David Gordon Nobbs (13 March 1935 – 8 August 2015, The Guardian, 11 September 2015. Retrieved 13 September 2015.) was an English comedy writer, best known for writing the 1970s series The Fall and Rise of Reginald Perrin, adapted from his own novels.
Defamation, calumny, vilification, or traducement is the communication of a false statement that, depending on the law of the country, harms the reputation of an individual, business, product, group, government, religion, or nation.
Derek and Clive was a double act of comedic characters created by Dudley Moore (Derek) and Peter Cook (Clive) in the 1970s.
Derek and Clive (Live) is the debut comedy record recorded by Derek and Clive, drunken alter-egos created by comedy duo Peter Cook and Dudley Moore.
Derek and Clive Ad Nauseam is the third and final recording made by Peter Cook and Dudley Moore featuring their characters Derek and Clive.
Derek and Clive Come Again, subtitled on the CD reissue as "Further Ejaculations From......" is the second record released by Derek and Clive, a pair of characters created by comedy duo Peter Cook and Dudley Moore.
Derek and Clive Get the Horn is a 1979 British documentary comedy film that chronicles the recording of Peter Cook and Dudley Moore's 1978 comedy album Derek and Clive Ad Nauseam, their third and final outing featuring their controversial alter-egos Derek and Clive, two foul-mouthed lavatory attendants who banter at length about their surreal day-to-day existences.
A devil (from Greek: διάβολος diábolos "slanderer, accuser") is the personification and archetype of evil in various cultures.
Devon, also known as Devonshire, which was formerly its common and official name, is a county of England, reaching from the Bristol Channel in the north to the English Channel in the south.
A diplomat is a person appointed by a state to conduct diplomacy with one or more other states or international organizations.
A district officer (DO) was a commissioned officer of the Colonial Service of the United Kingdom, who was responsible for a district of one of the overseas territories of the British Empire.
Sarah-Doon Mackichan (born 7 August 1962) is a British comedian and actress.
A double act, also known as a comedy duo, is a comic pairing in which humor is derived from the uneven relationship between two partners, usually of the same gender, age, ethnic origin and profession but drastically different in terms of personality or behavior.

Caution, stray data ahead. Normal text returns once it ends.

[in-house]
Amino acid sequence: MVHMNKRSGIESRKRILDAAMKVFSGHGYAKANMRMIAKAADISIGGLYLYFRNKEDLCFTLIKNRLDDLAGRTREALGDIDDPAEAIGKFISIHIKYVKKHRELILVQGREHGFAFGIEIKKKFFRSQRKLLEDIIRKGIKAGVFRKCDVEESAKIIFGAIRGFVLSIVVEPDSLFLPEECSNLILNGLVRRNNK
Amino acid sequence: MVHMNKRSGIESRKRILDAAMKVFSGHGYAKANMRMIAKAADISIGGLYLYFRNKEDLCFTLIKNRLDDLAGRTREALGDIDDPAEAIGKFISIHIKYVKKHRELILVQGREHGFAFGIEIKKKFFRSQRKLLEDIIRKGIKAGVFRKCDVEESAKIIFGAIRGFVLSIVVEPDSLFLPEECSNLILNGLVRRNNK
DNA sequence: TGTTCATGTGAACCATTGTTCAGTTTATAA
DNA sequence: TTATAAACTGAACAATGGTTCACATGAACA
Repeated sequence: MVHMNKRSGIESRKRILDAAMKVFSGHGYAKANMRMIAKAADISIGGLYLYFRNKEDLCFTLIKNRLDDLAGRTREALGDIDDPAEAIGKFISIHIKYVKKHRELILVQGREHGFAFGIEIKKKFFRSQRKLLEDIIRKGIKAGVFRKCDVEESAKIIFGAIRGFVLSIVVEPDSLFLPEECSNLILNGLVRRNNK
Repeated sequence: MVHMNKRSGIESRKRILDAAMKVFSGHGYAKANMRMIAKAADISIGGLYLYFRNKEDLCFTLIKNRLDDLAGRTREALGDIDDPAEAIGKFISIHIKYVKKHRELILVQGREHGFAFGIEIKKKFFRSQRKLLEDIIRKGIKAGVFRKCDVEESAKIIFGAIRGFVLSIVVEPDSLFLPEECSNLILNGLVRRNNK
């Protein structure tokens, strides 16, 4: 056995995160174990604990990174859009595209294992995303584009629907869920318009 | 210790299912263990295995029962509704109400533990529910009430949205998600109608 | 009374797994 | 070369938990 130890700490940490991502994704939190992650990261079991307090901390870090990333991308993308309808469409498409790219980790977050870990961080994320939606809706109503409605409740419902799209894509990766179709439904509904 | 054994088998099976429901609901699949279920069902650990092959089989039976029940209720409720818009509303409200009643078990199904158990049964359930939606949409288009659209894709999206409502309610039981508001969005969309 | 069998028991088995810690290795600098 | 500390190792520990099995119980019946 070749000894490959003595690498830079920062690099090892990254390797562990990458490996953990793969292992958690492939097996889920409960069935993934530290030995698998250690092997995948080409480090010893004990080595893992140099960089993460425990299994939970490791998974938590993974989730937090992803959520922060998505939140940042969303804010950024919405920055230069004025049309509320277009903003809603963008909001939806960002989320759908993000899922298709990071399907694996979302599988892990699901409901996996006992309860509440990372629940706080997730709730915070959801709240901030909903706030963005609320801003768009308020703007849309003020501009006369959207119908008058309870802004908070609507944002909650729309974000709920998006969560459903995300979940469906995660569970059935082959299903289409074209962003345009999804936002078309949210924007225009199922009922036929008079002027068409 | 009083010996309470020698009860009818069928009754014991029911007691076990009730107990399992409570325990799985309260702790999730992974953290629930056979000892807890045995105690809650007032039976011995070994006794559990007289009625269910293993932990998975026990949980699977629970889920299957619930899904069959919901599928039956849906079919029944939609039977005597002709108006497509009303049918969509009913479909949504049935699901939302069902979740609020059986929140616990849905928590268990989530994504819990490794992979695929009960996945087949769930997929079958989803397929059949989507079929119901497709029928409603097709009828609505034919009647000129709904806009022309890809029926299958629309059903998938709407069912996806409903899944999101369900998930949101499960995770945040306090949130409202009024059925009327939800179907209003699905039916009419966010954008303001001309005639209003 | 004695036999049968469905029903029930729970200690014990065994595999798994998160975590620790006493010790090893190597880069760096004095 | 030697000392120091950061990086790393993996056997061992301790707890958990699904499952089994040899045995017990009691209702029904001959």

Dudley Stuart John Moore, CBE (19 April 193527 March 2002) was an English actor, comedian, musician and composer.
The Edinburgh Festival Fringe (often referred to as simply The Fringe) is the world's largest arts festival, which in 2017 spanned 25 days and featured 53,232 performances of 3,398 shows in 300 venues.
Eleanor Bron (born 14 March 1938) is an English stage, film and television actress, and an author.
Enugu is the capital of Enugu State in Nigeria.
Eric Idle (born 29 March 1943) is an English comedian, actor, voice actor, author, singer-songwriter, musician, writer and comedic composer.
Eric Sykes, (4 May 1923 – 4 July 2012) was an English radio, stage, television and film writer, comedian, actor, and director whose performing career spanned more than 50 years.
Faust is the protagonist of a classic German legend, based on the historical Johann Georg Faust (c. 1480–1540).
The Federated Malay States Railways (FMSR) was a consolidated railroad operator in British Malaya (present day Peninsular Malaysia and Singapore) during the first half of the 20th century.
Fierce Creatures is a 1997 farcical comedy film.
Financial secretary is an administrative and executive government position within the governance of a state, corporation, private or public organization, small group or other body with financial assets.
Find the Lady is a 1976 comedy film directed by John Trent.
Cambridge University Footlights Dramatic Club, commonly referred to simply as the Footlights, is an amateur theatrical club in Cambridge, England, founded in 1883 and run by the students of Cambridge University.
Gastrointestinal bleeding (GI bleed), also known as gastrointestinal hemorrhage, is all forms of bleeding in the gastrointestinal tract, from the mouth to the rectum.
Gerald Malcolm Durrell, OBE (7 January 1925 – 30 January 1995) was a British naturalist, zookeeper, conservationist, author and television presenter.
Gerry Anderson (born Gerald Alexander Abrahams; 14 April 1929 – 26 December 2012) was an English television and film producer, director, writer and occasional voice artist.
Getting It Right is a 1989 British-American comedy-drama film starring Jesse Birdsall, Jane Horrocks, and Helena Bonham Carter.
Golders Green Crematorium and Mausoleum was the first crematorium to be opened in London, and one of the oldest crematoria in Britain.